I’m not sure if I’ve known anyone else to make feeling maudlin sound more beautiful than The Duritz and company. Birthed fully formed, here, they revel in emotional fragility while not being afraid to raise rousing calls for resilience when fleeting courage inevitably strikes. Verily, the most fulfilling interludes involve Adam remembering that we are worth more than the shit we do to one another could ever justify. Still, even the bleakest and most stark lyrical moments are completely buoyed by a glistening safety net of consummate folk-rock musicianship.

Songs of Note: Round Here; A Murder of One

4½ Change Change Changes out of 5

Thursday, November 21, 2013

KILLING JOKE / Extremities, Dirt and Various Repressed Emotions (1990)

Drummer extraordinaire Martin Atkins (PiL) joined the existing trio of Jaz Coleman, Geordie Walker and Paul Raven for Killing Joke's ninth album, a release that thankfully washed away the awful memory of Outside the Gate (1988). It was a return to the heavier sound, taking a slightly evolved form of the early riffage and putting more emphasis on the industrial side of things, all the while keeping the melodies and madness that underpinned much of that early work.
Taken on its own merits, it's a decent album from the era that'll please fans but will be unlikely to win KJ many new ones. From the other perspective, judged alongside past albums, it'd fit on the Not-Their-Best-but-Not-Their-Worst shelf.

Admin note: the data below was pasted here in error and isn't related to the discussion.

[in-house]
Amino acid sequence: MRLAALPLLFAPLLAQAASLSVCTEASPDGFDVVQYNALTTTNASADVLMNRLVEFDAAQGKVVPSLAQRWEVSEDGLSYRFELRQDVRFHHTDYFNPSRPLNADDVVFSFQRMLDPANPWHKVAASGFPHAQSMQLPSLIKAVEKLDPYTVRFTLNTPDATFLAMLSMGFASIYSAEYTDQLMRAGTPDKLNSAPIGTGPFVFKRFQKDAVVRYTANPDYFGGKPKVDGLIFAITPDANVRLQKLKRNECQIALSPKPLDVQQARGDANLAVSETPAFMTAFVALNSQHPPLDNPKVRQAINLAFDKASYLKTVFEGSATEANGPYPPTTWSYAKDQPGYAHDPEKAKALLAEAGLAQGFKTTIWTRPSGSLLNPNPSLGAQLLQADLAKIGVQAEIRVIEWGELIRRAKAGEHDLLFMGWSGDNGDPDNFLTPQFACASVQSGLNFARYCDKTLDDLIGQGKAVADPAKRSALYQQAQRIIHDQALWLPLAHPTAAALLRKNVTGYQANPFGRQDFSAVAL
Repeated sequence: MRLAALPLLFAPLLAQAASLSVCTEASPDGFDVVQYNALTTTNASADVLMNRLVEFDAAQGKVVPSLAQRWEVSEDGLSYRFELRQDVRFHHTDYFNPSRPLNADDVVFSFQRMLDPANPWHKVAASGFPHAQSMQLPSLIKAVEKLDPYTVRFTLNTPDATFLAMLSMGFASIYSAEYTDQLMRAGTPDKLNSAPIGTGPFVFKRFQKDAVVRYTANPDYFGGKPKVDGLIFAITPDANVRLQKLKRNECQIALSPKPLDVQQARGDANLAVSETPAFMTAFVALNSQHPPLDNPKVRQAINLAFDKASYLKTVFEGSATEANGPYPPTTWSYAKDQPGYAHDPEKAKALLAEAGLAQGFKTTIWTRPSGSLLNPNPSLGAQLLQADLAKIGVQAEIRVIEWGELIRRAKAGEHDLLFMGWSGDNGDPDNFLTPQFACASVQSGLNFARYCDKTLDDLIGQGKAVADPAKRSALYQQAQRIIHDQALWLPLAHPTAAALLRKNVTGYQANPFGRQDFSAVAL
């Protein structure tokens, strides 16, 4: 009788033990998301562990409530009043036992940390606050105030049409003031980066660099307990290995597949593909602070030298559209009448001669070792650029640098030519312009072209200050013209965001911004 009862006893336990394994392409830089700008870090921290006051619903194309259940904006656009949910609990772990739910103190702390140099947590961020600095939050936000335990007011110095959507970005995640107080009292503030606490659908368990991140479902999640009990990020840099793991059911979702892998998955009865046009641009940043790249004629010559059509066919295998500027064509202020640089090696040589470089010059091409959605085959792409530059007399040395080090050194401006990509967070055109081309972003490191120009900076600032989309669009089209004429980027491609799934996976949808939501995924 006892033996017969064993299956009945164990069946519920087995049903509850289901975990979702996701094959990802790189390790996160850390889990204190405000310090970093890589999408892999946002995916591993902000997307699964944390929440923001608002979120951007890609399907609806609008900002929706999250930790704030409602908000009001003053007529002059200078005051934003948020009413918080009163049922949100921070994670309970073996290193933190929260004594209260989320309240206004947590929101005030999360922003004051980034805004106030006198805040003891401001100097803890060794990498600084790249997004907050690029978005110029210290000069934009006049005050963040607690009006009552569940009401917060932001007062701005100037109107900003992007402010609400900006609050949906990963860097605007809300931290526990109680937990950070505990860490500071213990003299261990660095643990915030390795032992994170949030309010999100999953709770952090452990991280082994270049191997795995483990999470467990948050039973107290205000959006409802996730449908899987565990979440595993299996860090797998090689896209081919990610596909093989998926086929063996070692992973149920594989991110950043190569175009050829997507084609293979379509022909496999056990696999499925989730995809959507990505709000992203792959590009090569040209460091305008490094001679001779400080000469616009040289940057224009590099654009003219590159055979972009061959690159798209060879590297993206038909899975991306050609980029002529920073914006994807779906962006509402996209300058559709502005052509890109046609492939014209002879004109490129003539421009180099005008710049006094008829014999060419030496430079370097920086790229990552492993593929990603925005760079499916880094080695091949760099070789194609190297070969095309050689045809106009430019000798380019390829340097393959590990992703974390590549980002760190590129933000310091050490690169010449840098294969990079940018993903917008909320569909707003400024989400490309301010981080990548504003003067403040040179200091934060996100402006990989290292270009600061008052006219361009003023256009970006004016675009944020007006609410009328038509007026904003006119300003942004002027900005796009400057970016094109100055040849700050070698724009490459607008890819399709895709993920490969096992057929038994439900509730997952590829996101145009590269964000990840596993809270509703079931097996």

Songs of Note: Money is Not Our GodAge of Greed

3 painful, painful truths out of 5

Tuesday, November 5, 2013

ZACK HEMSEY / Ronin [2013]

After steering off into more instrumental compositions on 2011's The Way, composer Zack Hemsey returns to his hip-hop vocal roots on 2013's menacingly pensive Ronin.
In his earlier work, Hemsey seemed to rely far too heavily on "cool" sounds and textures to carry his work but now it seems he's got a handle on mature songwriting and melodies.  The excellent atmospherics are still there only now they seem to serve more of a purpose rather than float around in ear-candy heaven.  Hemsey's vocal delivery might not be as fast-paced or quick-witted as his hip-hop peers but they speak of tales that prove more interesting, reminding me of earlier Tricky or 3D projects.  This is easily his most accomplished work to date.

4 colorful descriptions out of 5

Songs Of Note: Nice To Meet MeFade Away

DAVID GILMOUR / On An Island [2006]

I eagerly bought David Gilmour's third solo album, 2006's On An Island the day it came out.  I gave it 2 spins and it's collected dust on my shelf ever since.
...until now.